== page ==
As an extension of our conversation last week, I would add a few thoughts in response to Tim’s blog below – this, as an opportunity to expand on the discussion, and to overcome some of its oppositions, which may lead to reductive readings.
The connection between past and future projects in any office are sometimes inevitable, but rarely are they necessarily interesting in themselves. For this reason, I would make a case for the so-called design agenda not so much as something that underlines ‘personal’ agendas, but rather the discursive opportunities they provide. In other words, the ability to link projects, arguments, and debates across history, culture and circumstances is something that may link a design project to a broader intellectual project. The intellectual project, for me, is not only a personal commitment, but one that advances a disciplinary commitment, and thus puts the personal agenda in a broader political and ethical sphere.
The Mies-Saarinen comparison is a good one, and it helps to advance both ideas: the intellectual project through iteration (Mies), as well as the alternative, the intellectual project through the speculation of varied materials, configurations, and morphologies. Though Tim’s characterization seems to align me with the former, I would actually suggest an alternative model where Mies and Saarinen are braided together to form a commitment that cuts across the binary composition of the argument. What is fascinating about Saarinen’s work, in fact, is the precise way in which he establishes part-to-whole relationships in his projects despite variations of vocabulary. In a similar way, the Mies of the Tugendhat House, Barcelona Pavilion, and IIT show an architect of vastly different linguistic potential, someone who cuts across material and formal languages with equal ease.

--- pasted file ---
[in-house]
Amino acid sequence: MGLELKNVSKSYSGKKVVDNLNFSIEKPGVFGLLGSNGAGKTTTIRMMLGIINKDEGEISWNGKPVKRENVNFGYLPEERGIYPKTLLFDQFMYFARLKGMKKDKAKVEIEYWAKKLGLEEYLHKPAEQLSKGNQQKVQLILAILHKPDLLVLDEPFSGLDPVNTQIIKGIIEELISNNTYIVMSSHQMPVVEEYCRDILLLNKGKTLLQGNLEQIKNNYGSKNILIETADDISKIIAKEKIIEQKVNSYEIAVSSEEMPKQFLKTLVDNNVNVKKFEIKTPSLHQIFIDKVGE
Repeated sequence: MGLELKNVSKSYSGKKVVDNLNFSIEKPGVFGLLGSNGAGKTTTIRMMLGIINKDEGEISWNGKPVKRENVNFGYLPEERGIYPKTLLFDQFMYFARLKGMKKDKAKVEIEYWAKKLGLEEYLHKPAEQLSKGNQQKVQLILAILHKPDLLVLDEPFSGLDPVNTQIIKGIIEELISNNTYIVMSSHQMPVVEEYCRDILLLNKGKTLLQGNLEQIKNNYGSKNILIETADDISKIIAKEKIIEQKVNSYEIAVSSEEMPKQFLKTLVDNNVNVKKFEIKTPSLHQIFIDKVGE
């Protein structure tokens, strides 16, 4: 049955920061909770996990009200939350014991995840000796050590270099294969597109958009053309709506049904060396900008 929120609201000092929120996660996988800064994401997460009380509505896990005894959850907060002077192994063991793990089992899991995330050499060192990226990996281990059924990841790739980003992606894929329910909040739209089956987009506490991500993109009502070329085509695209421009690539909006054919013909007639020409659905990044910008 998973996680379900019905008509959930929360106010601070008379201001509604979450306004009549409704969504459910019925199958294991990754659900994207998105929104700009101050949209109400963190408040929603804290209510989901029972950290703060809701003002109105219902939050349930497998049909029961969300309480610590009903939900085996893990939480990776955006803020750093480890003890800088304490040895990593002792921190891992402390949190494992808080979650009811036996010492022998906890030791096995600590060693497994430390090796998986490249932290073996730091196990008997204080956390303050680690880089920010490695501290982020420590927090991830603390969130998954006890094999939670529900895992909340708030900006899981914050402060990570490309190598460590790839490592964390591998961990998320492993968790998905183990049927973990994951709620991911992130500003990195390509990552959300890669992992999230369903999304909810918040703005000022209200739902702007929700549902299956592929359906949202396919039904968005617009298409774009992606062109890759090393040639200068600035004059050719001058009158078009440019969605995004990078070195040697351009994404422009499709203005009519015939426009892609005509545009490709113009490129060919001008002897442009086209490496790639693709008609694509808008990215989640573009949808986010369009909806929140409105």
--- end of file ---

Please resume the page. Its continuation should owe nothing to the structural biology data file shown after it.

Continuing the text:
As clarification, while Saarinen’s approach did vary vastly from commission to commission, his approach should probably be differentiated from eclecticism: his individual works were highly studied material, formal and spatial artifacts that brought synthesis to each realm, even when they varied completely from his other works. In this sense, his strategic choice to speak in different languages across commissions should not be confused for lacking a disciplinary commitment, something that is here being cast as a personal agenda. In Saarinen’s work, what is fascinating is the red thread that crosses the boundary of vocabularies, from project to project, despite what may be visible at first glance.
Of course, it would be important to look at Mies and Saarinen in their own historical context to expand on this idea. Invariably the question of authorship looms behind both cases, with Mies’s later work falling into the trap of the very language he develops, while Saarinen is free to evolve from commission to commission. If Tim aligns Saarinen’s strategy with an acute awareness of his corporate clients’ varied identities, I would simply say that his brilliance came not so much in his dutiful acquiescence to those corporations, but rather his translation of their mandates into architectural terms that transcended their very culture, and with great linguistic range.
My challenge to the Utile-OU team was precisely this: how can they extend their own disciplinary research without apology on the one hand and at the same time develop a speculative spirit that takes bigger risks with form, organization, and materiality in response to their client audiences. These two agendas need not be pitted against each other if Architecture’s agency is to be considered as a central part of what we, as designers, bring to the equation. The middle ground to which Tim refers is not irrelevant, but is neither always here nor there. I am asking them for a both-and, and though their proposal is beautifully developed and conceptualized, I wonder if they are willing to take on the risk of failure, if only to advance the discourse of Architecture.